What qualities you are looking for in teams?

We are looking for a good balance of technical support and business skills in the blockchain space. Often there are a lot of technical, math, and cryptography skills, but fewer business skills. That had typically been a problem in the earlier days of crypto. 2014-16 was a time where there was real anarchy and there were a lot of «crypto hackers» involved in this space. It was great, but there was a lack of business skills and judgment.

You need to see both skillsets. You can see yourself a very strong, maybe you have an Olympian level person in the team or some PhDs, but people that can get stuffed on land, business development deals, sell the product are a nice balance in a company.

It’s also great when teams know each other and work together for a long time. Maybe they came from the same startup before, maybe they were studied together at the same school or had been friends for a long time. That is always a good sign for me. I like to see when friends do business together and there is a history of the team working together. Typically, it is a good thing.

Investors prefer to work with teams. But have you ever supported a one-person startup?

We’ve invested in some solo founders, but they’ve always got a team. It’s a question. Do they have co-founders or do they have a team? I have invested in some solo founders and I’m okay with it. In general, it is very tough, but it can be done.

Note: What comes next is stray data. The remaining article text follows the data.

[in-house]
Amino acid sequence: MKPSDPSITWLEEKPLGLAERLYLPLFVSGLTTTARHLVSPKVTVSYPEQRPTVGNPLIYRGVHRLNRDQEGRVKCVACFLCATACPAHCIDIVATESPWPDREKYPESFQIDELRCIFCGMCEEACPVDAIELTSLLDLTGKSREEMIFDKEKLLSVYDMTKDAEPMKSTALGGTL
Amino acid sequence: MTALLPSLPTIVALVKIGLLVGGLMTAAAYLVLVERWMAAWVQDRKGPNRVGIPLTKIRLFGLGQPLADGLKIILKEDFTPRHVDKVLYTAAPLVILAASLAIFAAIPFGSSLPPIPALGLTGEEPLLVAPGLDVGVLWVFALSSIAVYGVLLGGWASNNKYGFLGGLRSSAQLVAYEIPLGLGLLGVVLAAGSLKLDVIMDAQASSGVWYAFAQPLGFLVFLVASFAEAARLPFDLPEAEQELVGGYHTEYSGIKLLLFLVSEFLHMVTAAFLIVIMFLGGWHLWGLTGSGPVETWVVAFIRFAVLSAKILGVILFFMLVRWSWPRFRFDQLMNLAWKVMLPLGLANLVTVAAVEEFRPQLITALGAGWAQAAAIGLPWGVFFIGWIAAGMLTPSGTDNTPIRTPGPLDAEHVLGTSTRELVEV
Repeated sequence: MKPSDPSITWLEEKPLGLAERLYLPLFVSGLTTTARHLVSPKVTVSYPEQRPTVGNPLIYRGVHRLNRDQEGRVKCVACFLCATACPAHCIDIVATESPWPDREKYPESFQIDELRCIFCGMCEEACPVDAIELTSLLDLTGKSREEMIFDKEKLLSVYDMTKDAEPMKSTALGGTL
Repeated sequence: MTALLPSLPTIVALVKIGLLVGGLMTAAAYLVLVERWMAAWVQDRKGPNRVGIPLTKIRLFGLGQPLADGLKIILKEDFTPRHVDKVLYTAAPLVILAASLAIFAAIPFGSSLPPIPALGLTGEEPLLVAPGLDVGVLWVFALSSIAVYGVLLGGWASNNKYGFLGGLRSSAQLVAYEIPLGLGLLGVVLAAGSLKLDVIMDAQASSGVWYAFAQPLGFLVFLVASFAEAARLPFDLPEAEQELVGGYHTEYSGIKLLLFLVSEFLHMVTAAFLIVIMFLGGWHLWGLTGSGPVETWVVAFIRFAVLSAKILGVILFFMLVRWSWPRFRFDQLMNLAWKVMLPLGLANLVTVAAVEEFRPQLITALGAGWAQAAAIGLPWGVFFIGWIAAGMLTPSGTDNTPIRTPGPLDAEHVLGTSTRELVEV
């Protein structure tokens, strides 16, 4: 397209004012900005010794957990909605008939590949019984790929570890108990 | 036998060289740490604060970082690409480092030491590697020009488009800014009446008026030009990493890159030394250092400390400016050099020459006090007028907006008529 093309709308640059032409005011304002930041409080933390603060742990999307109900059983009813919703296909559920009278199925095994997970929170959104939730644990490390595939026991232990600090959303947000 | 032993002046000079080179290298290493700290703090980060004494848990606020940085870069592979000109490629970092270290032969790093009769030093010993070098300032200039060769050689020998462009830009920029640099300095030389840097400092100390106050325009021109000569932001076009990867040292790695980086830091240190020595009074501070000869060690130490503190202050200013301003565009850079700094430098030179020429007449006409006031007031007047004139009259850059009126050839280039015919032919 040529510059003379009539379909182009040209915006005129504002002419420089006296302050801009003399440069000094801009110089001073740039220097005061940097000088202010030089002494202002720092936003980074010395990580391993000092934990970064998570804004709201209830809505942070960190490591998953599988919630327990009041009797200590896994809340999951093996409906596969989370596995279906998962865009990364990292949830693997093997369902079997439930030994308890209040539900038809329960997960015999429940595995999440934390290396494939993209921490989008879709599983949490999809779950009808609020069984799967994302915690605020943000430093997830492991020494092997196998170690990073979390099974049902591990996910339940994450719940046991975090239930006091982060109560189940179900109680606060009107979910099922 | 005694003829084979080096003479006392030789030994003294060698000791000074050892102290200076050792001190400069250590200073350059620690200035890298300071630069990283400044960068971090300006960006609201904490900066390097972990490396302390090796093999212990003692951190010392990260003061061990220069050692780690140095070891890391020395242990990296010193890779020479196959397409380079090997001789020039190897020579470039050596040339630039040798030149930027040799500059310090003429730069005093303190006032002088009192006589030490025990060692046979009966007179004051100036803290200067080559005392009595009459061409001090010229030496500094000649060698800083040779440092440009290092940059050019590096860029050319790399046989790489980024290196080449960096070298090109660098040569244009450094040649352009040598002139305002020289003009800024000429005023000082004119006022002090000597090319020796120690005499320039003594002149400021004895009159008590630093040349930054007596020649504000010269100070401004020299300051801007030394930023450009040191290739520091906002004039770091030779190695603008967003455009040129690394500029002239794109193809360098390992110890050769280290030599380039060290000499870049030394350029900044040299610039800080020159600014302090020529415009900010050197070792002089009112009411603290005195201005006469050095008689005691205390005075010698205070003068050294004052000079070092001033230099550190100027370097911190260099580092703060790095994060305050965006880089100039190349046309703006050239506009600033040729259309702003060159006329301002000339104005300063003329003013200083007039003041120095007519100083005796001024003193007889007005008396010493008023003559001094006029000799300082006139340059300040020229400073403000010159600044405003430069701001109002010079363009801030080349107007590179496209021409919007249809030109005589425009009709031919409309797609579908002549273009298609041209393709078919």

Speaking about families, I have not invested in the husband and wife team yet, though I have looked at quite a few of them. I have nothing against it. I think it can work out great. There are some really good examples, maybe Cisco is the brightest one. I’m not sure if they are still married, but I think that there are some other good examples.

What is your due diligence procedure and how long does it take you to cover the whole way from the first meeting with founders to contract and check to sign?

We try to take as long as we can without losing the deal. I know that is not really an answer, but it’s striking a balance. We want to do as much diligence as we can without wasting the entrepreneur’s time and without losing the deal. If we can do diligence in the background without using their time, we try to do that. I have done deals where it took me six months to get to a position where I feel ready to invest.

Sometimes it can be faster and take a month, but it’s never really quicker than that. It always takes some time to get to know the team, the product, and the industry. I think it’s like a marriage, it’s a long-term relationship and it doesn’t make sense to rush it.

How many projects do you consider per year?

There are about 200 deals that we consider carefully. There are not many more than that. If we just briefly consider, look at the website, have a quick chat with founders, met them at a conference or so, we don’t count those that we’ve engaged with. We spent time thinking about probably about 200-250 a year and then 10 plus go to our table.

How startup teams usually find you? Do you wait for inflow or scout for interesting ideas and perspective teams?